When the rhodies do this, you know it’s cold. Had to pull my scarf up over my nose in our morning walk! Tuckered Finn out, I think.
In spite of the wintry temps, I padded up and down the cellar stairs yesterday and the day before to work on this medium-sized quilt. Used the machine down there some, then returned to heat and TV upstairs to iron and sew. Also stitched some seams by hand.
When the construction starts to foreclose possibilities, I am often disappointed. Over the years, I have wondered if there wasn’t some other way to connect up the pieces that would more reliably capture earlier design ideas (like collage the scraps to canvas with gesso?)
I take a lot of pictures these days. But maybe I didn’t refer to them enough this time. What’s missing is an energetic flow.
While sewing this morning, I catch up on Maddow. The work satisfies me with pattern, simplicity of task, color, and measurable progress.
But it is not satisfying or productive enough by half to counteract the unfolding American shitstorm. There seems to be a theme: destruction.
I don’t get it.
Later, I’ll make beef with barley soup. Good for a cold evening, almost medicinal in its meaty and grainy deliciousness. And I’ll turn off the news.
I don’t come from a faith that much honors the ancestors (that is my mother, above with my first born. The B&W is me, circa 1981). That’s why when I read about African belief systems that make ancestor worship central, it feels foreign.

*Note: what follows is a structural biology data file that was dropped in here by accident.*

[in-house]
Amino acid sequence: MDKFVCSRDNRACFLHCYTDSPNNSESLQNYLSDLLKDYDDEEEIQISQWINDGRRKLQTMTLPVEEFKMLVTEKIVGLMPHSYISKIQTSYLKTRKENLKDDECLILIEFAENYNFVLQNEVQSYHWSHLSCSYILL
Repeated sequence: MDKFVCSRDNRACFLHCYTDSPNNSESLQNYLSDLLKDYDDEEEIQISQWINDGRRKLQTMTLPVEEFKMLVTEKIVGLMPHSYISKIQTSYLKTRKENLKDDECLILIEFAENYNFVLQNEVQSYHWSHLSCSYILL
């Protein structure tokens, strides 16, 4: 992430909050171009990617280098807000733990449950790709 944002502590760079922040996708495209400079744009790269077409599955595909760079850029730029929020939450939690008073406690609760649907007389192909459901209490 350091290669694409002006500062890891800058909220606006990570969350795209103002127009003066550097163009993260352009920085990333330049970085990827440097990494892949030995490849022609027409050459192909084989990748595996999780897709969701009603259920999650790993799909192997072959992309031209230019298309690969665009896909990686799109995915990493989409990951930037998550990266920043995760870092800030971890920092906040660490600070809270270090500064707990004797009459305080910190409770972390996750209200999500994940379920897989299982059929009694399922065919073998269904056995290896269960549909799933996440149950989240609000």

The ancient Celtic bent toward Nature as guide and source, on the other hand, fits like a glove. No wonder I love the writing of Mary Oliver — her poems read like 9th century monastic poetry from Ireland. I find sustenance in her words. Wisdom.
In writing about human bondage in early America, I have often wished for (and on occasion asked for) some sign from the ancestors of the enslaved. Should I be writing this story? Is it okay? Am I okay?
Hard not to wonder. But because I am such a master of doubt, it’s hard to give it much weight either.
(A little aside — This cloth, from my Middle Passage series, is somewhere. I never backed it because of the beautiful stained glass effect when hung in a sun-filled window. The others in the series use my favorite house motif to examine both loss and sustenance of culture from one side of the sea to the other. This one, though, explores the sails. All those sails, riding the currents, powering ships packed with black bodies, flapping signals of wealth to some and horror to others).
Anyway, maybe because the anniversary of my mother’s passing was two weeks ago, maybe because there is so much transition in the lives of my sons, making me reflective and sometimes sad or anxious, and maybe because one of my characters is modeled closely on my mother, I have been thinking a lot about my parents.
And duh! It is the guidance and help and esteem and love of my very own dear parents that I should be calling up. My ancestors know me. They dwell in me. They know where I trip up and why. And they (most importantly in this business of moving forward), understand fully my strengths.
They’re the ones to call upon — even about writing a novel about black and white people with NO GENETIC links to me whatsoever.
And so I did. Call upon them. And they did answer.